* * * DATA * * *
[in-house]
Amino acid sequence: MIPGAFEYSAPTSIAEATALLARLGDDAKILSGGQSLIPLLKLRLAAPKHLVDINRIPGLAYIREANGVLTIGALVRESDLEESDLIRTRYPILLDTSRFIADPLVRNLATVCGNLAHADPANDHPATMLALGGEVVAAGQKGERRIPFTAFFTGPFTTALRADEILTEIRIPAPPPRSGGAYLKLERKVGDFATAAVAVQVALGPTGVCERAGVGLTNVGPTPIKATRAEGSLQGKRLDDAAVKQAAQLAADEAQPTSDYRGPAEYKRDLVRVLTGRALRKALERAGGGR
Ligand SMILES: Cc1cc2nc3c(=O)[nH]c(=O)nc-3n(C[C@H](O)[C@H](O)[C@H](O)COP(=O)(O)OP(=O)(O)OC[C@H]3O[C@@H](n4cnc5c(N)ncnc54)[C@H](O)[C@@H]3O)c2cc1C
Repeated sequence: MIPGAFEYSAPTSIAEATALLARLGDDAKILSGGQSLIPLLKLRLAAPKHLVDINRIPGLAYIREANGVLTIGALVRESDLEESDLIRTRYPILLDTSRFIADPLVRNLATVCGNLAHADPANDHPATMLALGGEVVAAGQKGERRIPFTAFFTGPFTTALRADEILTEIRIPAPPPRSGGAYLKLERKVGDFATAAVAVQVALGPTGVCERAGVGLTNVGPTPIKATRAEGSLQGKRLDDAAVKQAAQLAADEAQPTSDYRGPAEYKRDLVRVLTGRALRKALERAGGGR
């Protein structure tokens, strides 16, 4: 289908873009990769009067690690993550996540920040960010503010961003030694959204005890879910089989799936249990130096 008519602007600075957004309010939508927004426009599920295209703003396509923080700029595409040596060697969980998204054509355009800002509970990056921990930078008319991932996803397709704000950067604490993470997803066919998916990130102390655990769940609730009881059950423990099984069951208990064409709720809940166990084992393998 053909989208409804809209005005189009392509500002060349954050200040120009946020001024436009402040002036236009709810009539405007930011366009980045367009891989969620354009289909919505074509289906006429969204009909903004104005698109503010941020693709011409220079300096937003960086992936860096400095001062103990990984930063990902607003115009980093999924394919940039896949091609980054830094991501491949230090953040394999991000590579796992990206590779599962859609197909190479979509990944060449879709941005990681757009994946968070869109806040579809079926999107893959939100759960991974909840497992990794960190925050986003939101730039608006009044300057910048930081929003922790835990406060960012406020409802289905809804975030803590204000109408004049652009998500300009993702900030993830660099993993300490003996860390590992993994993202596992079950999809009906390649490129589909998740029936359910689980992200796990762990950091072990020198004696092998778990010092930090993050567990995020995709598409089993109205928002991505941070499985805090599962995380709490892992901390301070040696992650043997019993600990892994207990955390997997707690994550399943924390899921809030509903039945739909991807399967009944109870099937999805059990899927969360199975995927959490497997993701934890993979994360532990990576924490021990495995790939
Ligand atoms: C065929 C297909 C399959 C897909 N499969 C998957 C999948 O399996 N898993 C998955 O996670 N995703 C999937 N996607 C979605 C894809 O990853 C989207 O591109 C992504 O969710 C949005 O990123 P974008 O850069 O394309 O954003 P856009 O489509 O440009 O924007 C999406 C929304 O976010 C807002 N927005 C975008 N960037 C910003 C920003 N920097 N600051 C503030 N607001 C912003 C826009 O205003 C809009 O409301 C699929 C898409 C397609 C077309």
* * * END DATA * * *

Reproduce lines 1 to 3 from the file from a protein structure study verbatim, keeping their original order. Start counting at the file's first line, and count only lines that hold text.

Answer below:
[in-house]
Amino acid sequence: MIPGAFEYSAPTSIAEATALLARLGDDAKILSGGQSLIPLLKLRLAAPKHLVDINRIPGLAYIREANGVLTIGALVRESDLEESDLIRTRYPILLDTSRFIADPLVRNLATVCGNLAHADPANDHPATMLALGGEVVAAGQKGERRIPFTAFFTGPFTTALRADEILTEIRIPAPPPRSGGAYLKLERKVGDFATAAVAVQVALGPTGVCERAGVGLTNVGPTPIKATRAEGSLQGKRLDDAAVKQAAQLAADEAQPTSDYRGPAEYKRDLVRVLTGRALRKALERAGGGR
Ligand SMILES: Cc1cc2nc3c(=O)[nH]c(=O)nc-3n(C[C@H](O)[C@H](O)[C@H](O)COP(=O)(O)OP(=O)(O)OC[C@H]3O[C@@H](n4cnc5c(N)ncnc54)[C@H](O)[C@@H]3O)c2cc1C